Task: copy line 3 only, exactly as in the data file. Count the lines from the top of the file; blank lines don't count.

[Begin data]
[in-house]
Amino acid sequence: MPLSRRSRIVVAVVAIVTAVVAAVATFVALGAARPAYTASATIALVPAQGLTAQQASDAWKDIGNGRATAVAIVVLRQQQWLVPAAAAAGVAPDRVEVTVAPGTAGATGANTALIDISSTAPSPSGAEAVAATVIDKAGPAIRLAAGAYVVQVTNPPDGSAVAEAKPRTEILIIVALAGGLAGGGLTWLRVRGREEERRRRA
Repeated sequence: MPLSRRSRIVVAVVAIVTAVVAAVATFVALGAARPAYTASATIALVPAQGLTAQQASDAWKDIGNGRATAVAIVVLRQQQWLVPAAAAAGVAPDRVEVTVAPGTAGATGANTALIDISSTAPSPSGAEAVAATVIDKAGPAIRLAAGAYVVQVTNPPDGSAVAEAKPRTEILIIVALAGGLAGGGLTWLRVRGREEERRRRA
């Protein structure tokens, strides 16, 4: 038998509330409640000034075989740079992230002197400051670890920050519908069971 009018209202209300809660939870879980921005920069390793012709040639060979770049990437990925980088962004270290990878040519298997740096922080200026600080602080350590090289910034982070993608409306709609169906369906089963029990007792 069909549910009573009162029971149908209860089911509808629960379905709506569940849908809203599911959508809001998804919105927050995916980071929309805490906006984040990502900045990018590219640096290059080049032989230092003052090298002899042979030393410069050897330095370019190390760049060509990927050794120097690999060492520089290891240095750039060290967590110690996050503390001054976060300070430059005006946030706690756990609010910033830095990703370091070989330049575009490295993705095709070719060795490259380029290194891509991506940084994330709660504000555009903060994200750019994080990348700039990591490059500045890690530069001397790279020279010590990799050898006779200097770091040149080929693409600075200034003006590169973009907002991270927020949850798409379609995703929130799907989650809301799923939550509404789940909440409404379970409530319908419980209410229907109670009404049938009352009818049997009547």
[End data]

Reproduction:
Repeated sequence: MPLSRRSRIVVAVVAIVTAVVAAVATFVALGAARPAYTASATIALVPAQGLTAQQASDAWKDIGNGRATAVAIVVLRQQQWLVPAAAAAGVAPDRVEVTVAPGTAGATGANTALIDISSTAPSPSGAEAVAATVIDKAGPAIRLAAGAYVVQVTNPPDGSAVAEAKPRTEILIIVALAGGLAGGGLTWLRVRGREEERRRRA